The Actavis court went on saying that “[t]he claims of the California Complaint and the Chicago Complaint are based on allegations that [the manufacturers] engaged in deliberate conduct. The allegations that Watson and the other defendants engaged in ‘a common, sophisticated, and highly deceptive marketing campaign’ aimed at increasing sales of opioids and enhancing corporate profits can only describe deliberate, intentional acts.”
In dismissing the manufacturers’ claim that any injuries were “indirect unintended results” caused by “mere negligence or fortuities outside [their] control,” the Actavis court stated that “In resolving this question, we emphasize that whether Watson intended to cause injury or mistakenly believed its deliberate conduct would not or could not produce injury is irrelevant to determining whether an insurable accident occurred.”
The Actavis court found that “It is not unexpected or unforeseen that a massive marketing campaign to promote the use of opioids for purposes for which they are not suited would lead to a nation awash in opioids…. It is not unexpected or unforeseen that this marketing campaign would lead to increased opioid addiction and overdoses. Watson allegedly knew that opioids were highly addictive and prone to overdose, but trivialized or obscured those risks…. It also is not unexpected or unforeseen that promoting the use of opioids would lead to a resurgence in heroin use.”
The fact that doctors had to prescribe the drugs was also irrelevant: “The test, however, is not whether the consequences are normal; the test is whether an additional, unexpected, independent, and unforeseen happening produced the consequences. The role of doctors in prescribing, or misprescribing, opioids is not an independent or unforeseen happening. The California Complaint and the Chicago Complaint allege: ‘Nor is Defendants’ causal role broken by the involvement of doctors, professionals with the training and responsibility to make individualized medical judgments for their patients. Defendants’ marketing efforts were ubiquitous and highly persuasive. Their deceptive messages tainted virtually every source doctors could rely on for information and prevented them from making informed treatment decisions.’”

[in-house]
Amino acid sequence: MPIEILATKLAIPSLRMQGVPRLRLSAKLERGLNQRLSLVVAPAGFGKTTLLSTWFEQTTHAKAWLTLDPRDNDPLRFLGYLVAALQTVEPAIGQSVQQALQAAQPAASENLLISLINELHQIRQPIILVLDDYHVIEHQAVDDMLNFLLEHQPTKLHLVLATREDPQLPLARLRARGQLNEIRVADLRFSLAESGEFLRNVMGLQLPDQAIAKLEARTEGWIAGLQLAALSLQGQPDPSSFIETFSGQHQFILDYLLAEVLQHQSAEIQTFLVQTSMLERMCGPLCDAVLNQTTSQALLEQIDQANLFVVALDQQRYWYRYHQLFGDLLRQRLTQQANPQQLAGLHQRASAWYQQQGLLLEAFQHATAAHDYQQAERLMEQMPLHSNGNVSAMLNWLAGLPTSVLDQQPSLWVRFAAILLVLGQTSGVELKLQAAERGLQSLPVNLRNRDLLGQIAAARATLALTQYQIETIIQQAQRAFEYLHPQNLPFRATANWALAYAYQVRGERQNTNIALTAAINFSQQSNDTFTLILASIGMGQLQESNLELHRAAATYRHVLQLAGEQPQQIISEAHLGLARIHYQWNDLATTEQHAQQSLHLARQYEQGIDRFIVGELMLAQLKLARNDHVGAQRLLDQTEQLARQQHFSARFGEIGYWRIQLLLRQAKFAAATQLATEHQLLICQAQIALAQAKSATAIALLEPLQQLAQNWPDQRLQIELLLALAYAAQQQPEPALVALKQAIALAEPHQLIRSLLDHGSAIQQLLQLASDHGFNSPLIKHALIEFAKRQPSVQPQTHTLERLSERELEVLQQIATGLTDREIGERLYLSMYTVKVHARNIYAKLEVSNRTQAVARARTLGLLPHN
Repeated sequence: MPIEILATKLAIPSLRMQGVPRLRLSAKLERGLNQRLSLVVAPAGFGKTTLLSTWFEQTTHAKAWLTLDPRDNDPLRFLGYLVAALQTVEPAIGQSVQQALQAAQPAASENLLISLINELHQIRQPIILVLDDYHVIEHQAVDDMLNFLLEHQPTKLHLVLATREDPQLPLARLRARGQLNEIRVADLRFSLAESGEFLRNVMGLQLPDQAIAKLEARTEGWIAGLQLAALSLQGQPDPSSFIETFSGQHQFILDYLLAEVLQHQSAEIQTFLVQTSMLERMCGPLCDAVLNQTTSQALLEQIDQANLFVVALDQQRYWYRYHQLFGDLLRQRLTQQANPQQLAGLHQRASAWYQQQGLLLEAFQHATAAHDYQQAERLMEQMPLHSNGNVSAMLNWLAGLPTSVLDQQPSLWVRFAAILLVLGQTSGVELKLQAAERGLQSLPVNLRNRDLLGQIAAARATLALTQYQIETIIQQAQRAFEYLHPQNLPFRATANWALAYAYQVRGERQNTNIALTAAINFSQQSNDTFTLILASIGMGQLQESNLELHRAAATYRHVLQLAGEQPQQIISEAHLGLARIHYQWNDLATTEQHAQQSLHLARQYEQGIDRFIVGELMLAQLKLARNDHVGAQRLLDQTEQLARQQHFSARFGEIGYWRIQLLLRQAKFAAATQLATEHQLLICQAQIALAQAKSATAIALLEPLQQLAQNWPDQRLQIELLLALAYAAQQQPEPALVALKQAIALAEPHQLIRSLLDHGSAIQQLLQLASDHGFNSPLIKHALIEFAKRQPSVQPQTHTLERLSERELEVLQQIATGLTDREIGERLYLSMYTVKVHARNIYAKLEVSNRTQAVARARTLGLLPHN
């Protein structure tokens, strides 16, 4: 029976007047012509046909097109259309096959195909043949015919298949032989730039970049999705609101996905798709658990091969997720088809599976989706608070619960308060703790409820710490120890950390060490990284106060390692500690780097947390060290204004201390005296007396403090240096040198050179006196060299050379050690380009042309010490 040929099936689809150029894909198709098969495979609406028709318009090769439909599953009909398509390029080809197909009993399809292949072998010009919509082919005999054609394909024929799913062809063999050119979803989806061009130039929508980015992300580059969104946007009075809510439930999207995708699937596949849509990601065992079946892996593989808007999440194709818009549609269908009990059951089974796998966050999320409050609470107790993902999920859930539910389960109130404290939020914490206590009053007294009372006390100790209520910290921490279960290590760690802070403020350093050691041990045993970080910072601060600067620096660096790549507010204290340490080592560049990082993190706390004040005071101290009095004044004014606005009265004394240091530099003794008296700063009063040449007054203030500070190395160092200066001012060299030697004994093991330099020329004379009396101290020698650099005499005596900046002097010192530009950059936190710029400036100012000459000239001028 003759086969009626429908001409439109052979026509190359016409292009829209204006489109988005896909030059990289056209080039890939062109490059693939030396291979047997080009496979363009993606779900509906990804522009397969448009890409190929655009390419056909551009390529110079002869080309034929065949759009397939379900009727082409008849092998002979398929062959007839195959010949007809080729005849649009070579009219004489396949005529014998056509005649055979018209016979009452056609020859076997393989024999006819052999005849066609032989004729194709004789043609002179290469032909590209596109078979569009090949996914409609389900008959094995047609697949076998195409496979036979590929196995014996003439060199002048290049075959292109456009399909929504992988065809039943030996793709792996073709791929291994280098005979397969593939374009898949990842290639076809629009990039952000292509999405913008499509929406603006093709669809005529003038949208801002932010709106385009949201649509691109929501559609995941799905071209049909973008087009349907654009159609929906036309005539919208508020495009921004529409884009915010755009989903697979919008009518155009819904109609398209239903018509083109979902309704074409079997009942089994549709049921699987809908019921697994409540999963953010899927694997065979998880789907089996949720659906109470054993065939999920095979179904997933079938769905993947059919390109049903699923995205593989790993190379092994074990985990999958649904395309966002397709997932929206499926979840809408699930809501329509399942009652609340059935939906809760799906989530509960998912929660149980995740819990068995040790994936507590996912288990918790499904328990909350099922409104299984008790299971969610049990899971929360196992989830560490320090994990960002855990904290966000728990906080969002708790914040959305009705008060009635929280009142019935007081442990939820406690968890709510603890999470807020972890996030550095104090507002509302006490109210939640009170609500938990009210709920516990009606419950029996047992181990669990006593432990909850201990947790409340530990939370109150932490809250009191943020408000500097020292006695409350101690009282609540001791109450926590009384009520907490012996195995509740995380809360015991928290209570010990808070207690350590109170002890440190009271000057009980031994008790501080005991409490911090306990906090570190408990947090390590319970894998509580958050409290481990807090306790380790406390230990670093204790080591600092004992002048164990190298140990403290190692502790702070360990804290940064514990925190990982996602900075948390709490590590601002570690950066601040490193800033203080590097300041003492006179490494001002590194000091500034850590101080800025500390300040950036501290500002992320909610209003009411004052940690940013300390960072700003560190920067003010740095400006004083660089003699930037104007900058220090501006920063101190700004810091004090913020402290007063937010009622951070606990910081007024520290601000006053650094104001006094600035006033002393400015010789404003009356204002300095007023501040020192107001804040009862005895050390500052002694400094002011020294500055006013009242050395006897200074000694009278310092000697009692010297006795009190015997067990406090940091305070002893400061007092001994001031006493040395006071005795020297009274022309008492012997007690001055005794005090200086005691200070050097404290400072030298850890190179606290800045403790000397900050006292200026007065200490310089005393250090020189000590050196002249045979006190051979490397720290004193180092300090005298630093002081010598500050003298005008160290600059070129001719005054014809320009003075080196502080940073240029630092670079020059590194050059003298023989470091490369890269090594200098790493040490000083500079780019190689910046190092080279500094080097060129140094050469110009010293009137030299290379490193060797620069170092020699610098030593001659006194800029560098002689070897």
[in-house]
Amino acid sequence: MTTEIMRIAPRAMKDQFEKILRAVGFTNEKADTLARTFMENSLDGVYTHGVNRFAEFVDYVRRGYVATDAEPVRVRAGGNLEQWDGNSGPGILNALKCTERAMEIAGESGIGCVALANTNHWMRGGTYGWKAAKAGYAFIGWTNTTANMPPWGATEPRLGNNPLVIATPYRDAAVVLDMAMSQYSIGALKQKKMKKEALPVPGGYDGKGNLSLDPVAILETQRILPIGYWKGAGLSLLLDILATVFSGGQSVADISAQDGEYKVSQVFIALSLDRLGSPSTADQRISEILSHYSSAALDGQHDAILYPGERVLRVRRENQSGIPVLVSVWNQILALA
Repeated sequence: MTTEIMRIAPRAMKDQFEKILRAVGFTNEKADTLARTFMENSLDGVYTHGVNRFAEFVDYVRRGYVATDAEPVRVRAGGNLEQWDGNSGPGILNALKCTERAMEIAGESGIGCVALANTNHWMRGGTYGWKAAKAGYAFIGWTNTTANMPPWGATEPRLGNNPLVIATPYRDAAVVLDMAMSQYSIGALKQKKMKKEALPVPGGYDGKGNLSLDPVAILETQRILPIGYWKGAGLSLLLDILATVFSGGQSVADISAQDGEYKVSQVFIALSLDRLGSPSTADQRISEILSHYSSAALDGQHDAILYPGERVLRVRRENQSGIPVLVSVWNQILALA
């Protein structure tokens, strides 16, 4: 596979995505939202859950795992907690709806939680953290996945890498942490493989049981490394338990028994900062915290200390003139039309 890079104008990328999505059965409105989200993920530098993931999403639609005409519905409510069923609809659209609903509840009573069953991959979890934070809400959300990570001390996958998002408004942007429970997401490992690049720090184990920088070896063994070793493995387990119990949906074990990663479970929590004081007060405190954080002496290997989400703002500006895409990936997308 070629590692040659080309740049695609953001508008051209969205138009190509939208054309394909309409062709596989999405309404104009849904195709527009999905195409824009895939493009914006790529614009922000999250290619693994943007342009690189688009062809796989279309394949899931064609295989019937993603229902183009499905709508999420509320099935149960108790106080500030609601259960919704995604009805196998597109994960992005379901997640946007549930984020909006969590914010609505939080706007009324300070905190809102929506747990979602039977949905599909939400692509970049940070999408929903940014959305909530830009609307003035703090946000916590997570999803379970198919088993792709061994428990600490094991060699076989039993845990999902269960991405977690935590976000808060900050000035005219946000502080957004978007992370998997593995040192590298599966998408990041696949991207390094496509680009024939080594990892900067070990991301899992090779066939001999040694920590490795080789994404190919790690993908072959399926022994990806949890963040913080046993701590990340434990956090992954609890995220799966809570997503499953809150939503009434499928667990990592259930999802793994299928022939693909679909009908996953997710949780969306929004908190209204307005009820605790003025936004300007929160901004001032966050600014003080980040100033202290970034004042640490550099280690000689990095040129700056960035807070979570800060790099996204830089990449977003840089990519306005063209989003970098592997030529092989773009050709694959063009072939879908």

The Actavis court also dismissed the argument that the complaints’ nuisance claims could result in liability based upon negligent conduct, saying that the facts alleged sounded only in intentional conduct and distinguishing cases from West Virginia, Kentucky and South Carolina finding coverage for identical lawsuits, on the ground that those states do not distinguish, as does California, between the intent to act and the intent to cause the harm, for purposes of the accident/occurrence requirement.
The Actavis court further dismissed the possibility of negligence liability saying that in any case the policies’ products exclusions barred coverage. In that regard, the Actavis court noted that California requires only a minimal causal connection to meet the test for injuries or damage “arising out of” an insureds’ work or products, and found that the allegations of the California and Chicago complaints satisfied the requirement. Further, the court said that the limitation of proximate causation applicable to tort liability is not determinative for insurance coverage purposes. Instead, the terms “arising out of” and “arising from” “identif[y] a core factual nucleus, i.e., products manufactured, sold or distributed by the insured, and links that nucleus to the bodily injury or property damage covered under the policy. This link is not made in terms of tort causation.”